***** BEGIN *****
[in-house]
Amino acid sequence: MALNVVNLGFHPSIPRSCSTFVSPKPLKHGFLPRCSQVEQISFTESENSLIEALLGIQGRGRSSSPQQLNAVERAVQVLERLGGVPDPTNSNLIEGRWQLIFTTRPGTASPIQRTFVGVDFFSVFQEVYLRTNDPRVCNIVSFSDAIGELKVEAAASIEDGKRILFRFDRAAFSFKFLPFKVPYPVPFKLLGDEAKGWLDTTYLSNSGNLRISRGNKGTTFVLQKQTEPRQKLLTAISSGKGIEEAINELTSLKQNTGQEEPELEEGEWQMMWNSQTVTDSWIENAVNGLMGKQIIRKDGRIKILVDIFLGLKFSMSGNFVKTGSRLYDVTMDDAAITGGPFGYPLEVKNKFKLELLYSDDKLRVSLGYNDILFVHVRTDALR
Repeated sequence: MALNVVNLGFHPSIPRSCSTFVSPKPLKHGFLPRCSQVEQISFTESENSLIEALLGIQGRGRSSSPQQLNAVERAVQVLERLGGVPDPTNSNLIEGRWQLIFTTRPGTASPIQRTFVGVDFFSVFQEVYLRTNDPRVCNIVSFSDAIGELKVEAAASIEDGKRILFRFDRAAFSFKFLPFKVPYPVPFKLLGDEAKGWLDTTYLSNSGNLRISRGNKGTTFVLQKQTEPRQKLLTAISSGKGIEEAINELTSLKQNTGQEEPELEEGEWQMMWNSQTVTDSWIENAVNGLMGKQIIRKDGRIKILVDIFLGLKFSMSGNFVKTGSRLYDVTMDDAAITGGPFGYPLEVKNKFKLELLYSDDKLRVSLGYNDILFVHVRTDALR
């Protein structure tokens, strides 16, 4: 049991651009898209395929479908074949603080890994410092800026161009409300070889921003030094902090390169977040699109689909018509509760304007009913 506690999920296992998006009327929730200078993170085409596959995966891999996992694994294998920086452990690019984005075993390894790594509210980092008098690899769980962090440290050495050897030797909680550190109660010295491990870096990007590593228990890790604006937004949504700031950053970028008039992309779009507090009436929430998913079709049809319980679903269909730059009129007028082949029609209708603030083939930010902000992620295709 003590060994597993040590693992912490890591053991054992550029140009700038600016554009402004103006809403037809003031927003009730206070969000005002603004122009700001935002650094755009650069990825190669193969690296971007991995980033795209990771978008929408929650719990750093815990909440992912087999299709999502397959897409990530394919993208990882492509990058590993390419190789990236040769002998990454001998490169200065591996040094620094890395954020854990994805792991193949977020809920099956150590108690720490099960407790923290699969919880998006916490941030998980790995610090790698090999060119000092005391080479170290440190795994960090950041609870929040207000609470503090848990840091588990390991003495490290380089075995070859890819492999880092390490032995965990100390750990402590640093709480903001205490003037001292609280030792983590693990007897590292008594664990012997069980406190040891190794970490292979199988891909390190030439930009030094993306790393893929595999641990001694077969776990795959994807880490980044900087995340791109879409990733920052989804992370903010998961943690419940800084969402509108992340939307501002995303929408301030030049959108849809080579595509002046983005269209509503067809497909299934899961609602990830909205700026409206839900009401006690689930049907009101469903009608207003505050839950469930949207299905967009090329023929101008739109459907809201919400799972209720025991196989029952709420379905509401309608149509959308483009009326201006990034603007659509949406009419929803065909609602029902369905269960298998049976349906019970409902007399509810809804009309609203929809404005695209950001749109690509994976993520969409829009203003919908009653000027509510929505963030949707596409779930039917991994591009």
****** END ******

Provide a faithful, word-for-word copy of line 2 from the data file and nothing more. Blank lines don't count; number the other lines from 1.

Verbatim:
Amino acid sequence: MALNVVNLGFHPSIPRSCSTFVSPKPLKHGFLPRCSQVEQISFTESENSLIEALLGIQGRGRSSSPQQLNAVERAVQVLERLGGVPDPTNSNLIEGRWQLIFTTRPGTASPIQRTFVGVDFFSVFQEVYLRTNDPRVCNIVSFSDAIGELKVEAAASIEDGKRILFRFDRAAFSFKFLPFKVPYPVPFKLLGDEAKGWLDTTYLSNSGNLRISRGNKGTTFVLQKQTEPRQKLLTAISSGKGIEEAINELTSLKQNTGQEEPELEEGEWQMMWNSQTVTDSWIENAVNGLMGKQIIRKDGRIKILVDIFLGLKFSMSGNFVKTGSRLYDVTMDDAAITGGPFGYPLEVKNKFKLELLYSDDKLRVSLGYNDILFVHVRTDALR